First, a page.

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decided: February 28, 1977.



Charles Lowenthal, Philadelphia, for appellant.

F. Emmett Fitzpatrick, Dist. Atty., Steven H. Goldblatt, Asst. Dist. Atty., Chief, Appeals Div., Miranne E. Cox, Philadelphia, for appellee.

Jones, C. J., and Eagen, O'Brien, Roberts, Pomeroy, Nix and Manderino, JJ. Nix, J., concurs in the result. Roberts, J., filed a dissenting opinion in which Manderino, J., joins.

Author: Pomeroy

[ 471 Pa. Page 421]


Following a jury trial, James Bennett, the appellant, was convicted of murder in the first degree and aggravated robbery. After the trial court denied his post-verdict motions, Bennett was sentenced to a term of life imprisonment for murder and to a concurrent imprisonment

[ 471 Pa. Page 422]

    of ten to twenty years for robbery. This direct appeal followed.*fn1

Bennett assigns four trial errors as mandating a new trial. Finding no reversible error, we will affirm.*fn2


Appellant first objects to the refusal of the trial court to admit into evidence a statement given by an eyewitness to the crime, one April Young. Ms. Young, called as a Commonwealth witness, testified on direct examination that she saw the defendant shoot Calvin Turner. During the course of her cross-examination, defense counsel produced a statement allegedly given by Ms. Young to counsel prior to trial which in various particulars was inconsistent with her testimony. When confronted with the document, Ms. Young admitted that the signatures on it were hers, but denied having made most of the statements contained in it. The defense subsequently called to the stand one Joseph Prim, who testified that he had been present when the statement was given by April Young. He gave his recollection of the substance of that statement, and testified that the statement had been taken down by counsel in counsel's own words.

When later the statement was offered in evidence, the court sustained an objection to it on the

[ 471 Pa. Page 423]

    ground that the document had not been properly authenticated, since Ms. Young had denied making the statement and the scrivener had not been called to verify it as hers. We find no error in the court's ruling. Furthermore, appellant was able to make substantial use of the statement in his questioning both of Ms. Young and of Prim. In this process the jury was made fully aware of the contents of the statement, the circumstances under which it was made, and that it had been signed by Young. The mere fact that it was not formally admitted into evidence was in no wise prejudicial to the defendant. See 1 Henry, Pennsylvania Evidence, § 1 at 4 n. 16 (1953 ed.).


Appellant's next allegation of error relates to the testimony of a police detective who was present when the murder weapon was recovered from the victim's bar, where it had been hidden by Bennett's accomplice. The officer testified, over objection, that when he examined the weapon, a .38 snubnose revolver, it had a gray discoloration on the cylinder and barrel. He then testified, based upon his experience in firing weapons, that such discoloration indicated that the gun had been fired, although he could not say when it had been fired. The appellant contends that this testimony should not have been admitted because the officer had not been properly qualified as an expert in firearms. For three reasons we find no merit in this argument.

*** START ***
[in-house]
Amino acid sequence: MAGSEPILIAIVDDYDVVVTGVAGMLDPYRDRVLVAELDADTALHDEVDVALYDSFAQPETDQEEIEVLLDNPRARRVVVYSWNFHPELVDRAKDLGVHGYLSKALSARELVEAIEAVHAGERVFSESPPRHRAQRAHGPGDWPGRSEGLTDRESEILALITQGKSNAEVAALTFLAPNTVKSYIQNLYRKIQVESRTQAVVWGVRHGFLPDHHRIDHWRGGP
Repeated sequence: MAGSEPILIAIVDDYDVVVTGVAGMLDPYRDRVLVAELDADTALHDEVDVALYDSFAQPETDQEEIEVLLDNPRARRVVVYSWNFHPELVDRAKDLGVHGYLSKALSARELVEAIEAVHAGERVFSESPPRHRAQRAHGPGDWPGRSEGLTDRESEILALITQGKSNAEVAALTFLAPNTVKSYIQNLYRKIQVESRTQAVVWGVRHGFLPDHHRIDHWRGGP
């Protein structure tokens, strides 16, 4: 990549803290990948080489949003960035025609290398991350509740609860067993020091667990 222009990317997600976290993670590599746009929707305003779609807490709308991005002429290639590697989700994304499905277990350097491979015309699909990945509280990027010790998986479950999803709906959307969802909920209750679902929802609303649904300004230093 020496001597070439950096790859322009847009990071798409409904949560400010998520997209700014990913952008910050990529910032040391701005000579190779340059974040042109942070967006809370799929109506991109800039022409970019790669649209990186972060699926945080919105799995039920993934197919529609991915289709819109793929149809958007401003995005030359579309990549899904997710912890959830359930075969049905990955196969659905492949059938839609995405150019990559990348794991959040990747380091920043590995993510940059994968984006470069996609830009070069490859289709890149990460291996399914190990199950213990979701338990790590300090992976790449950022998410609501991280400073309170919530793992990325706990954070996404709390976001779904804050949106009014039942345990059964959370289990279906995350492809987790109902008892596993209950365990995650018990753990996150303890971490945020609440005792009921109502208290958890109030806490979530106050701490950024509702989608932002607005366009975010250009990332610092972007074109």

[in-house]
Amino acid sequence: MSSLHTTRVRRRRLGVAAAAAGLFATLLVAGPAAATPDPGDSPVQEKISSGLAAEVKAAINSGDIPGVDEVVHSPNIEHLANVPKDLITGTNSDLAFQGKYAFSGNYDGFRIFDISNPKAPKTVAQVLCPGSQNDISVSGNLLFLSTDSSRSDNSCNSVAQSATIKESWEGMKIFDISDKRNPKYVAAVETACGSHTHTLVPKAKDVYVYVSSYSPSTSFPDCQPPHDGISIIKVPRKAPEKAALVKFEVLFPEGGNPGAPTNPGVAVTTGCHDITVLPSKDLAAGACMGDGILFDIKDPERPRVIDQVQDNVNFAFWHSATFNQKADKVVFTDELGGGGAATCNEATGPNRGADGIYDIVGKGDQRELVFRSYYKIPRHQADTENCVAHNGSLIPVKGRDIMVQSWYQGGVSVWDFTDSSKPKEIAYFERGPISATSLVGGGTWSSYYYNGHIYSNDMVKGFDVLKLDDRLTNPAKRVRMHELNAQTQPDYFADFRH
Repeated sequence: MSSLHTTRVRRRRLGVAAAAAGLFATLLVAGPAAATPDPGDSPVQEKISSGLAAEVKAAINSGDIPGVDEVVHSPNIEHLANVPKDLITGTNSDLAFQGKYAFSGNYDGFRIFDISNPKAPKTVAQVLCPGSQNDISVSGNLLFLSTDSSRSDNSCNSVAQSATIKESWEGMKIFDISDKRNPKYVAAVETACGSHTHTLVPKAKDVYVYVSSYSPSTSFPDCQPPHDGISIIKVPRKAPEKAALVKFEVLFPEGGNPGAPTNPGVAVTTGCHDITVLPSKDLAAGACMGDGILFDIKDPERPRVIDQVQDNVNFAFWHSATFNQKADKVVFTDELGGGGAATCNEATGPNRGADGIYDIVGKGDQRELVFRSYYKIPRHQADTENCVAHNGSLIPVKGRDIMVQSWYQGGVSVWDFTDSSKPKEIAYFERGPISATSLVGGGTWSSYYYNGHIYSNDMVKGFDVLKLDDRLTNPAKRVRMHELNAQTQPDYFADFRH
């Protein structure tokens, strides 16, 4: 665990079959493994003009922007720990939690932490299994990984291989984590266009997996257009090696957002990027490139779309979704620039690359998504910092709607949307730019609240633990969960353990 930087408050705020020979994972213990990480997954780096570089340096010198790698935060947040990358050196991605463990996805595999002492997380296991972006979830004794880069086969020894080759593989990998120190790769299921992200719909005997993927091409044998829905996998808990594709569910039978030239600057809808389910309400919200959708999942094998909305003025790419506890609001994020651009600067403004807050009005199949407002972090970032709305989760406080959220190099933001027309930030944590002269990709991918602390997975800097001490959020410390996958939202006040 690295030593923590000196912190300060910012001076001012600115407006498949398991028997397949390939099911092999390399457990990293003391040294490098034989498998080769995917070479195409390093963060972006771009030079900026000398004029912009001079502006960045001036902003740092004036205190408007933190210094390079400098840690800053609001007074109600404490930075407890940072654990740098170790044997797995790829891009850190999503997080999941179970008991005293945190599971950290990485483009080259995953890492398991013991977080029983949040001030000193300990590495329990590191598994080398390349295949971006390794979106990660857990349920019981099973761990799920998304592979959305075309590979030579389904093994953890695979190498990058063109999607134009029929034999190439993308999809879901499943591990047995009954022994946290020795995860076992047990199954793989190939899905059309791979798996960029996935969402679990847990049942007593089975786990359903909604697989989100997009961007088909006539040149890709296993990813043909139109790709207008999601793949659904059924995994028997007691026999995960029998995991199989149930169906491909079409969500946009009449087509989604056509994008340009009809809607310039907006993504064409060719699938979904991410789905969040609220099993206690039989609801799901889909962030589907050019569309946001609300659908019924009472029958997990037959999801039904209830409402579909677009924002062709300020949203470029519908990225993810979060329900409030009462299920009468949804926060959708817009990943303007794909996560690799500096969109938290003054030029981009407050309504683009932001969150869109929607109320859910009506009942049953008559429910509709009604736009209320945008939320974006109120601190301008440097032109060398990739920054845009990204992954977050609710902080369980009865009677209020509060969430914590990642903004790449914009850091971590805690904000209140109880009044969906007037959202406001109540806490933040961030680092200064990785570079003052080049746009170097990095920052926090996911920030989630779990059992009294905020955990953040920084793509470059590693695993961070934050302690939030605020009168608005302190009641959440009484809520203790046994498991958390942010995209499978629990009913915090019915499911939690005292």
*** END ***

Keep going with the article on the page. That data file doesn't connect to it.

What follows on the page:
In the first place, the officer did not purport to testify as an expert, and his testimony was not "expert testimony" in the traditional sense. As the Superior Court has put it:

"[A] witness may state relevant facts known to him, because of experience, even though he is not regarded as an expert whose opinion would be admissible

[ 471 Pa. Page 424]

    on a hypothetical inquiry." Commonwealth v. Harris, 186 Pa. Super. 59, 63, 140 A.2d 344, 345 (1958).

The testimony was not intended to be determinative of whether the gun had been fired; it was, rather, in the nature of a statement of the officer's observations.

Secondly, even if the testimony were to be considered expert testimony, the question whether a witness is qualified to testify as an "expert" is within the sound discretion of the trial court and will not be overturned except in clear cases of abuse. Commonwealth v. Davis, 466 Pa. 102, 115, n. 9, 351 A.2d 642, 648 n. 9 (1976); McCullough v. Holland Furnace Co., 293 Pa. 45, 141 A. 631 (1928); McCormick, Evidence § 13 at 29 (Rev. ed. 1972). We find no abuse in this case. The officer clearly was not a neophyte with firearms, and could be expected to have first hand knowledge concerning the firing of a weapon and its consequences in the appearance of the gun. His credibility, of course, was for the jury to pass upon.

Finally, the officer's testimony was at best merely cumulative because appellant's co-defendant, Barry Andrews, had already identified the revolver as the one used by Bennett during the robbery-murder.


Appellant objects to the fact that on re-direct examination of Barry Andrews, a co-conspirator called by the Commonwealth, the prosecuting attorney was permitted to question him concerning statements he had given the police before trial which were consistent with his testimony on direct examination. On cross-examination, defense counsel had attacked the credibility of Andrews by raising the inference that his testimony was motivated by self-interest in order to obtain more ...

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